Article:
Yanni had shrunken himself quite a bit to fit inside the building, and when I looked at him I could tell. He seemed squashed, somehow, as if his mighty body was pinched inside itself. I watched him walk into the room, padding in on his lion paws, and I blew out a smoke ring. There was a heaviness in his front haunch that I had come to know denoted that he’d just had a very bad reading. His feathered wings, which were the rich gold of an eagle’s, sagged with exhaustion.
“Do you ever feel a little degraded by this job?” He wondered, accent thick and middle-Eastern.
“Boy, do I ever,” I agreed. He used his mouth to dig his cigarettes out of his locker and I withdrew my lighter in preparation. It was hard to light a smoke without opposable thumbs, and I knew he would need fire. Before me, the thread of Yanni’s life glittered between us like spun stars. My youngest sister always made beautiful yarn. “Why don’t you tell me a riddle? It’ll cheer you up.”
He sighed and rolled his eyes. “Why is a raven like a writing desk?”
I grinned. He would never ask the one where the answer was ‘a man.’ It was a matter of pride for him. “Quills,” I replied. “They both have quills.”
Yanni smiled a little with his well-formed human lips and luminous, dark eyes. His face was handsome behind its aquiline nose. “You know what irks me, Atropos? They just want to know when they’ll get married. When their husbands will quit cheating. If they will win the lottery.” He managed to get his cigarette into his mouth through some amazing trick and I flicked my Bic at him. Yanni leaned his head in, and the lighter flared below his features, shadowing them. Smoke coiled toward the ceiling. “Don’t ever tell them, leave him, or get a job. That is the worst sin. Ingrates.”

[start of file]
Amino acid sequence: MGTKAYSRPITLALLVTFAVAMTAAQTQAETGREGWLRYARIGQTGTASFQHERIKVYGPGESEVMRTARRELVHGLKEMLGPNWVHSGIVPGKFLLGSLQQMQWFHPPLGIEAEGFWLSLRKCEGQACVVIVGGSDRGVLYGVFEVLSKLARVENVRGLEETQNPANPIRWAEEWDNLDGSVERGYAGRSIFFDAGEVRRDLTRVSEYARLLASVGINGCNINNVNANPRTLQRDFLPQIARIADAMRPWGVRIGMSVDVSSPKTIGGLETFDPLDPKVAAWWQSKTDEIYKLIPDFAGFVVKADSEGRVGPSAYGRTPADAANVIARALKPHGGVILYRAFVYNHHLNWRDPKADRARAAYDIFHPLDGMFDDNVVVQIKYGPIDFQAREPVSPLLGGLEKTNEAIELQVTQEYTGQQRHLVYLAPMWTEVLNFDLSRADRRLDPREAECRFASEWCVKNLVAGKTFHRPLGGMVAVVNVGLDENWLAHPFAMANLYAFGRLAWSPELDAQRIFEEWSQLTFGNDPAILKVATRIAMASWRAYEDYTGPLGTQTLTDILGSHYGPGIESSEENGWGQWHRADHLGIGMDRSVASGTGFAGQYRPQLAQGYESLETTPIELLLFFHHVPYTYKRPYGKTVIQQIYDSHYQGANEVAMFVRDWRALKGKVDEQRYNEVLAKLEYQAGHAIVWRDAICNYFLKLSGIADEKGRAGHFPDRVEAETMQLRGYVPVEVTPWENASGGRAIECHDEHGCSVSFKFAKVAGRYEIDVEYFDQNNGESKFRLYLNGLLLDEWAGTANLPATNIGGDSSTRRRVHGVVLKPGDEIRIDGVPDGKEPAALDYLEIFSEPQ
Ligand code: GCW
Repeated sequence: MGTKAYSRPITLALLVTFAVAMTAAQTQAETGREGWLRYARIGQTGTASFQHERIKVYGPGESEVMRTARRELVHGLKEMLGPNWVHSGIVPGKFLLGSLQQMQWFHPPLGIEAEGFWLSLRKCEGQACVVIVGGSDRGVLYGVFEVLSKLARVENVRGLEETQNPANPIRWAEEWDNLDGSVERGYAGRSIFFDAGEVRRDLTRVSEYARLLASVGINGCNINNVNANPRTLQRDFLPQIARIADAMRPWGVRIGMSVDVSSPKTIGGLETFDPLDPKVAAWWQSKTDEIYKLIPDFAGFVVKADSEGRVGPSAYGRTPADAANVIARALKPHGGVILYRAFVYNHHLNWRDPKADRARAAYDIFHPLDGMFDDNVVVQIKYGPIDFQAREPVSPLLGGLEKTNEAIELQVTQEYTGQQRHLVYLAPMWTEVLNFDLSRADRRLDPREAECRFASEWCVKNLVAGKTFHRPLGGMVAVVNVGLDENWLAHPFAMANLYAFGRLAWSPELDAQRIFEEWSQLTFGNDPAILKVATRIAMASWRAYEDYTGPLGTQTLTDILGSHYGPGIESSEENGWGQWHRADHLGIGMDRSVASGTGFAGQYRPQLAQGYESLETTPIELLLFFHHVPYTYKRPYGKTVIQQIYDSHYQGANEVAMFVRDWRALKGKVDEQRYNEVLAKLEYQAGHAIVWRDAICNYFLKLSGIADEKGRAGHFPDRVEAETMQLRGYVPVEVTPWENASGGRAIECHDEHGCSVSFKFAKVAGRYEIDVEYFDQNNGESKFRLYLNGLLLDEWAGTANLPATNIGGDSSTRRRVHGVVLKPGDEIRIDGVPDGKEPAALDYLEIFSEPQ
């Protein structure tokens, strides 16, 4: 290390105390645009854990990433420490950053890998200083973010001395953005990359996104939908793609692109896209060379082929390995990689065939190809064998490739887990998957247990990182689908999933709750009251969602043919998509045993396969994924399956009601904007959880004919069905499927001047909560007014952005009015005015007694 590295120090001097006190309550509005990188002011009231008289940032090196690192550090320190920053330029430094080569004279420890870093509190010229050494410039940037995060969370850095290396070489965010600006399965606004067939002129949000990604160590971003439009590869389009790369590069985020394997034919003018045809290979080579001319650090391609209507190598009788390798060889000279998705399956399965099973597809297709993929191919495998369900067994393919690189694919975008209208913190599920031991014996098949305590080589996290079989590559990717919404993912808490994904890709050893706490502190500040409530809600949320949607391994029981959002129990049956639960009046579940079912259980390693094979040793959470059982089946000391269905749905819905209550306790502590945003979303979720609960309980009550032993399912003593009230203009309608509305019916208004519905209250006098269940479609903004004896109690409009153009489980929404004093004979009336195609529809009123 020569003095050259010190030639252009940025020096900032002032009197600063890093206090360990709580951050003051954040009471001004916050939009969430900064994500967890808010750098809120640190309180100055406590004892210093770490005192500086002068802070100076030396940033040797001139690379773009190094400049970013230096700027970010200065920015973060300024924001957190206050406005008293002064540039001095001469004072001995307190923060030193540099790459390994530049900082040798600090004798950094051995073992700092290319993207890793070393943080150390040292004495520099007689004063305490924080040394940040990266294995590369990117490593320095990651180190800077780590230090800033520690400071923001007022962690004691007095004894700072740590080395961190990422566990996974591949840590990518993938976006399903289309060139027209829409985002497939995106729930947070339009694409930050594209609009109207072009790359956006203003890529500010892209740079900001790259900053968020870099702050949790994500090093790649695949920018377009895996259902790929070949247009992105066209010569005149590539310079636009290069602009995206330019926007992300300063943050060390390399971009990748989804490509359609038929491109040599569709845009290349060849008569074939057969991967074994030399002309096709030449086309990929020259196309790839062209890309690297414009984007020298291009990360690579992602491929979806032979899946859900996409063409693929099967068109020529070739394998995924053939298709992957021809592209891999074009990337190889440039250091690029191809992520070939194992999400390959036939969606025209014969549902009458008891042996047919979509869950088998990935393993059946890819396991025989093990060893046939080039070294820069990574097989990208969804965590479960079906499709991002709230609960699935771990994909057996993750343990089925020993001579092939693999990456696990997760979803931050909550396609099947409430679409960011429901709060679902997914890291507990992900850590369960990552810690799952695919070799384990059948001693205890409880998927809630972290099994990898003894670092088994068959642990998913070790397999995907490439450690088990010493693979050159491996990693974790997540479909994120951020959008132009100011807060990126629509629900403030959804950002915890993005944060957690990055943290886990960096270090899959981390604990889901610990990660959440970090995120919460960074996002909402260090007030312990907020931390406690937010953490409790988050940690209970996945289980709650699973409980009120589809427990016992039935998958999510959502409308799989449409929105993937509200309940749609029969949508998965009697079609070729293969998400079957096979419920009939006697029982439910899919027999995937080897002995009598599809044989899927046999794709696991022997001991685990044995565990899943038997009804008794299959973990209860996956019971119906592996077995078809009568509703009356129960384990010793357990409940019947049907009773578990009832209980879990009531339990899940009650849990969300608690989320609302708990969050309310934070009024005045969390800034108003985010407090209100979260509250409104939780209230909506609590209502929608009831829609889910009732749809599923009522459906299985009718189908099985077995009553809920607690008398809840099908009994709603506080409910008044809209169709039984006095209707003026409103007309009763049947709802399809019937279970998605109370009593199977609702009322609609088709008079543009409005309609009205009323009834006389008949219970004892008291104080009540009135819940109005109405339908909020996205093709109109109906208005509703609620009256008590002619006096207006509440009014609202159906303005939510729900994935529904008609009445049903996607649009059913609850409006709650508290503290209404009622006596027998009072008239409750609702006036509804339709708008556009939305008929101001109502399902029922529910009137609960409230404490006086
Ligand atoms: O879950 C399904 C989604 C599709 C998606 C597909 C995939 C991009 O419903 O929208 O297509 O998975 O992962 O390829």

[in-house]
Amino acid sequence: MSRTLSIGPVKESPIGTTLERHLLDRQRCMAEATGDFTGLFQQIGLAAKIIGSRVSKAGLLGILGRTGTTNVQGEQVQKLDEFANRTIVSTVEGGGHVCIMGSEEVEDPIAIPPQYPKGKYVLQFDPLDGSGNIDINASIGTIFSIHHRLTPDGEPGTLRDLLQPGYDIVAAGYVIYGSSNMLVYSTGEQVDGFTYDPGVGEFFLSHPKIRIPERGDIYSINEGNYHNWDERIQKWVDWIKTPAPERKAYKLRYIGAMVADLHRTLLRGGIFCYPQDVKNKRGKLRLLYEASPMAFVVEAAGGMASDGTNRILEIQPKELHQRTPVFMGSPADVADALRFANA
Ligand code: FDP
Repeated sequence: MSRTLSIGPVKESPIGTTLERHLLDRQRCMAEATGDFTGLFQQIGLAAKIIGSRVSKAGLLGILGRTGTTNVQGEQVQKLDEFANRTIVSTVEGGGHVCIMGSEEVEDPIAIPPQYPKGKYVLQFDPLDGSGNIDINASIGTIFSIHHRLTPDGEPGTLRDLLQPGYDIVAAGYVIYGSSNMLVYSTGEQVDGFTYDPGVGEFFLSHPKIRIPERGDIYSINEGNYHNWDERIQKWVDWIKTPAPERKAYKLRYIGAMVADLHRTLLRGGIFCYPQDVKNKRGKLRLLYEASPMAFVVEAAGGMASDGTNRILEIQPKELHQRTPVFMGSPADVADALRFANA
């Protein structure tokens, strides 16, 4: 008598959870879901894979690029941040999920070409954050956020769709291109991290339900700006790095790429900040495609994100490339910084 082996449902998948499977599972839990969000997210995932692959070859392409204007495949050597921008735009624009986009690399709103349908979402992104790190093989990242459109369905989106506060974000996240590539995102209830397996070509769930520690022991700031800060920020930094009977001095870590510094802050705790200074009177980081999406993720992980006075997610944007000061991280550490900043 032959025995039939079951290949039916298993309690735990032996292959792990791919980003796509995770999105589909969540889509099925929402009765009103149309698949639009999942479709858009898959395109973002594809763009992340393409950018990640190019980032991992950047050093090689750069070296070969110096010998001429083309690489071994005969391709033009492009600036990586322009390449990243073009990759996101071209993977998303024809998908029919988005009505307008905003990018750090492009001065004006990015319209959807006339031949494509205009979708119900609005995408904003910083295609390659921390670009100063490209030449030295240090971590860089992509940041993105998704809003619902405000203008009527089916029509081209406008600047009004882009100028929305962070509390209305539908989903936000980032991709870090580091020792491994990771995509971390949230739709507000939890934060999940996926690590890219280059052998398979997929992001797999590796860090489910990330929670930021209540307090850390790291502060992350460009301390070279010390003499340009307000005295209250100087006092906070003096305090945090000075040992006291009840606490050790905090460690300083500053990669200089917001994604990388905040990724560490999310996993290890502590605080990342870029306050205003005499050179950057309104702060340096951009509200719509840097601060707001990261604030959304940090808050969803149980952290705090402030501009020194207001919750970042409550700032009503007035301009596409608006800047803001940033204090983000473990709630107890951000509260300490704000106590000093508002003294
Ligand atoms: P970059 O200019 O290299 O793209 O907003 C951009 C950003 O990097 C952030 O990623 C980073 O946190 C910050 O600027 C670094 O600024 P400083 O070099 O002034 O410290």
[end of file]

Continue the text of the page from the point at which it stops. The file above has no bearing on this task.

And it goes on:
I smiled. “You think that’s bad? The only future I can see is how they’ll die. Sometimes teenage kids come in here on a lark, daring each other. They never really believe they can die until I tell them that they’ll be hit by a bus on the way home. Do you ever wonder why I’m always alone when you need to talk? Nobody wants to know the truth when they ask for a prophecy.”
Yanni leaped into one of the chairs like an overlarge cat, lion tail dangling onto the carpet. He took a pull on his Camel, closing his eyes in obvious pleasure, then blew out a stream of white smoke into the dim light of my parlor. “What a state this country is in. A personage such as yourself reads the future for their pleasure, and you are a joke to them. They would rather have some hack with a Tarot deck sell them lies than to know when the threads of their fates stop. Ah, well. It’s a paycheck, right? There is little enough work for the likes of us. At least this keeps us in canaries.”
I laughed out loud this time, wondering where I had put my yarn shears. For all his talk, even Yanni would not want to know how quickly his own thread was spinning out. There was always plenty of work for me whether I told the future or not. “Yanni? You’re the only one who eats canaries.”